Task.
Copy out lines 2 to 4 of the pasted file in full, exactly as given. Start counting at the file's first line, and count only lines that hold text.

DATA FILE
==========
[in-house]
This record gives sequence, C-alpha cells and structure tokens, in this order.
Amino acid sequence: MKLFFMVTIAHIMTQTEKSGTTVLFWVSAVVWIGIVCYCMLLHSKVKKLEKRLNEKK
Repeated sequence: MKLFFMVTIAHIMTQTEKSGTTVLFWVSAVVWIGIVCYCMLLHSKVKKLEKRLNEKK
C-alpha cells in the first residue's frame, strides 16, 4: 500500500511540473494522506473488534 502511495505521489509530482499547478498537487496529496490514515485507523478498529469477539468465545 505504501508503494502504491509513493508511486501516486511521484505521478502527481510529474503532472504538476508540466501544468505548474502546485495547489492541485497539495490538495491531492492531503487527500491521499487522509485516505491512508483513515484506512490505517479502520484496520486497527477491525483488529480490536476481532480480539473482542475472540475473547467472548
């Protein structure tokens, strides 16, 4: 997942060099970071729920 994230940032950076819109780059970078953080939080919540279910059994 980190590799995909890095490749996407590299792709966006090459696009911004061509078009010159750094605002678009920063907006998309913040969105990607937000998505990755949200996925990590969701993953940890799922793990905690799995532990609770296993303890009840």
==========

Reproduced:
This record gives sequence, C-alpha cells and structure tokens, in this order.
Amino acid sequence: MKLFFMVTIAHIMTQTEKSGTTVLFWVSAVVWIGIVCYCMLLHSKVKKLEKRLNEKK
Repeated sequence: MKLFFMVTIAHIMTQTEKSGTTVLFWVSAVVWIGIVCYCMLLHSKVKKLEKRLNEKK